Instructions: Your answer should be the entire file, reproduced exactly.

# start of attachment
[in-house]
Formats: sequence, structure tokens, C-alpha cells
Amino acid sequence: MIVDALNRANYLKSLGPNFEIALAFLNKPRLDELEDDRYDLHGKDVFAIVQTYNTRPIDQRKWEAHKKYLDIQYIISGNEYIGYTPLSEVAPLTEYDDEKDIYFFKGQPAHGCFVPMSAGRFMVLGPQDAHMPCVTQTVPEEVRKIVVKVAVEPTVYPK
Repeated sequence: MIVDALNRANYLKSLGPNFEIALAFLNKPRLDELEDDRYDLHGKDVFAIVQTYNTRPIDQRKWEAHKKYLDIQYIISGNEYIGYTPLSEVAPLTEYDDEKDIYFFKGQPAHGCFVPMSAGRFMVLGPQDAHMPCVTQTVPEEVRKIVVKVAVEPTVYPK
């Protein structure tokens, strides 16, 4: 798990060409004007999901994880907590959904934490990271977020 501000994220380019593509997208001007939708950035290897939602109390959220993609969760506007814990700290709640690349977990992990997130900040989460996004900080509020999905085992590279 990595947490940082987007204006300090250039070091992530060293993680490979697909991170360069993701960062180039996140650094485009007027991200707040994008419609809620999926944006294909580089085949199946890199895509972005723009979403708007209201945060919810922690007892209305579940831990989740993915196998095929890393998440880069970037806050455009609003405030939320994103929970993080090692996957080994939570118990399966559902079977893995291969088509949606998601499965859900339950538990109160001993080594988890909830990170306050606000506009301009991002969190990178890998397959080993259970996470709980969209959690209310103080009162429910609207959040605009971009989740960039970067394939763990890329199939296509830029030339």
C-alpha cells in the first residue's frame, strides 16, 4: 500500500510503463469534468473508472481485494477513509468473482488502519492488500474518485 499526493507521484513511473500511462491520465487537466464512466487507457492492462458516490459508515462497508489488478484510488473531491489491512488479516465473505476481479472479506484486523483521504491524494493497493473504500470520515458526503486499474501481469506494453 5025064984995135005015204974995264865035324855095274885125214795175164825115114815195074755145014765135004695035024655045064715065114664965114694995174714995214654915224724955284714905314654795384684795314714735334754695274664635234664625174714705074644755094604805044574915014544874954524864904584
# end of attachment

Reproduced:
[in-house]
Formats: sequence, structure tokens, C-alpha cells
Amino acid sequence: MIVDALNRANYLKSLGPNFEIALAFLNKPRLDELEDDRYDLHGKDVFAIVQTYNTRPIDQRKWEAHKKYLDIQYIISGNEYIGYTPLSEVAPLTEYDDEKDIYFFKGQPAHGCFVPMSAGRFMVLGPQDAHMPCVTQTVPEEVRKIVVKVAVEPTVYPK
Repeated sequence: MIVDALNRANYLKSLGPNFEIALAFLNKPRLDELEDDRYDLHGKDVFAIVQTYNTRPIDQRKWEAHKKYLDIQYIISGNEYIGYTPLSEVAPLTEYDDEKDIYFFKGQPAHGCFVPMSAGRFMVLGPQDAHMPCVTQTVPEEVRKIVVKVAVEPTVYPK
């Protein structure tokens, strides 16, 4: 798990060409004007999901994880907590959904934490990271977020 501000994220380019593509997208001007939708950035290897939602109390959220993609969760506007814990700290709640690349977990992990997130900040989460996004900080509020999905085992590279 990595947490940082987007204006300090250039070091992530060293993680490979697909991170360069993701960062180039996140650094485009007027991200707040994008419609809620999926944006294909580089085949199946890199895509972005723009979403708007209201945060919810922690007892209305579940831990989740993915196998095929890393998440880069970037806050455009609003405030939320994103929970993080090692996957080994939570118990399966559902079977893995291969088509949606998601499965859900339950538990109160001993080594988890909830990170306050606000506009301009991002969190990178890998397959080993259970996470709980969209959690209310103080009162429910609207959040605009971009989740960039970067394939763990890329199939296509830029030339």
C-alpha cells in the first residue's frame, strides 16, 4: 500500500510503463469534468473508472481485494477513509468473482488502519492488500474518485 499526493507521484513511473500511462491520465487537466464512466487507457492492462458516490459508515462497508489488478484510488473531491489491512488479516465473505476481479472479506484486523483521504491524494493497493473504500470520515458526503486499474501481469506494453 5025064984995135005015204974995264865035324855095274885125214795175164825115114815195074755145014765135004695035024655045064715065114664965114694995174714995214654915224724955284714905314654795384684795314714735334754695274664635234664625174714705074644755094604805044574915014544874954524864904584